My only regret is not trying the key lime pie. I was plagued by the same problem that always thwarts me in Southeast Asia: the too hot to be hungry syndrome.

Fish House * 102341 Overseas Hwy., Key Largo, FL

No Name Pub

Pizza in Florida? I know, it doesn’t make any sense. And it’s not like Pizzeria Bianco in Arizona where you’re like, “wha?” but it’s all artisanal and quite possibly the best pizza in the entire nation (not that I know this first hand).

PubpizzaNo, this was total childhood pizza, neither deep dish thick nor NYC skinny. ‘80s pizza is doughy yet still fairly crispy on the bottom. Kind of stiff, some might say cardboard-like. And there’s a buttload of cheese, what would pass for extra cheese anywhere else.

Despite being touristy as anything, No Name Pub where the gimmick is to inexplicably staple a dollar bill on any surface, became our Keys dinner destination. The little I saw of Key West was scary in a Beale St./Bourbon St., whatever other B street filled with frozen drink revelers, way. We didn’t have time to dig for charm. And it took so long to get there that by the time we turned around and left it was already approaching 10pm. I feared it might be slim pickings on Rt. 1 Sunday night. So, we hightailed it to Big Pine Key hoping that the pub in their name might save us with a reasonable closing time (11pm, as it turned out).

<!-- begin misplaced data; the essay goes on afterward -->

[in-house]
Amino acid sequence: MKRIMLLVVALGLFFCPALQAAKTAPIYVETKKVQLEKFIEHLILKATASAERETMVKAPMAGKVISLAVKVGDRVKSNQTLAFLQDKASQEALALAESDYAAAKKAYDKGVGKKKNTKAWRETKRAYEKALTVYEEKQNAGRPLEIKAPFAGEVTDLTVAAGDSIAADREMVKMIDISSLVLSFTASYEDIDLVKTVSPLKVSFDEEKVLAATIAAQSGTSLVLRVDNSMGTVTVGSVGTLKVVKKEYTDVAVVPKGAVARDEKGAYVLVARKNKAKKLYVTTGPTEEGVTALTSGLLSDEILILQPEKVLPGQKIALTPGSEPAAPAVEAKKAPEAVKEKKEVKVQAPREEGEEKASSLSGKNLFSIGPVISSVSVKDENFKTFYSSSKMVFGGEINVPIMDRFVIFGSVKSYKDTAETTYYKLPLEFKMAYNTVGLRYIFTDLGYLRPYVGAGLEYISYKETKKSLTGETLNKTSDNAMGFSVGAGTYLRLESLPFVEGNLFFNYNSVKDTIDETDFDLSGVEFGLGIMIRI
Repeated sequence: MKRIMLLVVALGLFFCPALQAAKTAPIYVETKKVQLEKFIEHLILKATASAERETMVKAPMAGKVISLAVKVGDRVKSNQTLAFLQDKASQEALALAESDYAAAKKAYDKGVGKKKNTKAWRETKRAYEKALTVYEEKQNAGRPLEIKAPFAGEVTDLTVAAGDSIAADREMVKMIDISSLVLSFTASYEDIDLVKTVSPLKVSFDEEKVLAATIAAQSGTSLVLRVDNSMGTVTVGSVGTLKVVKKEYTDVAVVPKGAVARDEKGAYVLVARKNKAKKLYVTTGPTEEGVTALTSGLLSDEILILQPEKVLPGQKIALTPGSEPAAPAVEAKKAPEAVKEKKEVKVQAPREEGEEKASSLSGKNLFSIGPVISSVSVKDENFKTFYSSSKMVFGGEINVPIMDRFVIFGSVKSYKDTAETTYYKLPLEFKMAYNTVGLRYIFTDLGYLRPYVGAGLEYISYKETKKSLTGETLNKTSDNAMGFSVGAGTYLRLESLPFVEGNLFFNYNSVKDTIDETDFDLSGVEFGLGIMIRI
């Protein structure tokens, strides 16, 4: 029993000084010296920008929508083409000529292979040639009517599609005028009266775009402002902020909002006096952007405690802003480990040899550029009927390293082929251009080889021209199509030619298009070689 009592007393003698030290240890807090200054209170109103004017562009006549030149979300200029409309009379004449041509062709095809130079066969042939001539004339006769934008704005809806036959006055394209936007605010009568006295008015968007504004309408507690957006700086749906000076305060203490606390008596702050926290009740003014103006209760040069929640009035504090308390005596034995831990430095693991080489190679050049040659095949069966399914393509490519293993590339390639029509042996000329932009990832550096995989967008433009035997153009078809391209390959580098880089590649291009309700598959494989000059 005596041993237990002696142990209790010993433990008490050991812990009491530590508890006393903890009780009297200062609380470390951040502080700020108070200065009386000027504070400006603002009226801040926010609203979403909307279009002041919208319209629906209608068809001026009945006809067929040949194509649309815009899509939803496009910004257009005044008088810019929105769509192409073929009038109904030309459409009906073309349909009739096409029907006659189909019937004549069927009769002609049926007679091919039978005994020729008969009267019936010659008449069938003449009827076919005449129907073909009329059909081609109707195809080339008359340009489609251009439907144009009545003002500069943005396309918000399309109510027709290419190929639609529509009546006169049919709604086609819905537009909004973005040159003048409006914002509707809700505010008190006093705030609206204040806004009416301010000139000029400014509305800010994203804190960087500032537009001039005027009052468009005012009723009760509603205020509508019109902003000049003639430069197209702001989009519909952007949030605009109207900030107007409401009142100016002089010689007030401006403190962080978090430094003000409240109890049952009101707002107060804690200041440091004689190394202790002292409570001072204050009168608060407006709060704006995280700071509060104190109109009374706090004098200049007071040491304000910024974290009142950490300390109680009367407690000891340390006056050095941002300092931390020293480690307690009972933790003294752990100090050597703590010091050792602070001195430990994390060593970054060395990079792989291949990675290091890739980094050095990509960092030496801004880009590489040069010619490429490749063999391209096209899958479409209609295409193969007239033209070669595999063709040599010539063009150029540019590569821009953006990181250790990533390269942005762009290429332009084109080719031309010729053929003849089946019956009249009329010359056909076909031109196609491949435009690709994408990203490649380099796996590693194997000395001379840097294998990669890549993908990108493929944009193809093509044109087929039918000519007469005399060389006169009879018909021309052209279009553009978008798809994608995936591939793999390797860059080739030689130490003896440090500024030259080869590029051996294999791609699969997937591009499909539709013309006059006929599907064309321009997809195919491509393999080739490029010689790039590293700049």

PubwallWrong as it seemed, pizza definitely appeared to be their thing. Everyone had pies on their tables, along with pitchers of beer. I always take the opportunity to order a pitcher since they tend to be scarce in NYC. Plus, they’d already turned off the deep fryer, which ruled out most of the seafood side of the menu. It was our second attempt that day to try conch fritters. A pier side bar we’d stopped at earlier claimed to have run out. It was very suspicious. Did we look like people who should be denied conch fritters?

I can’t believe I got my way with the ham and pineapple, maybe James was too beat to argue. It’s not always easy convincing others of the beauty of “Hawaiian” food.

And the best part was the pitch black, windy drive on back roads back to the main highway. On the way down, I’d thought all the signs about deer crossing were bullshit (it’s not like I saw any alligators) but it turns out key deer are real, not a jackalope farce. All sorts of tiny, german shepherd-sized creatures popped into bushes as we drove past.

No Name Pub * North Watson Blvd., Big Pine Key, FL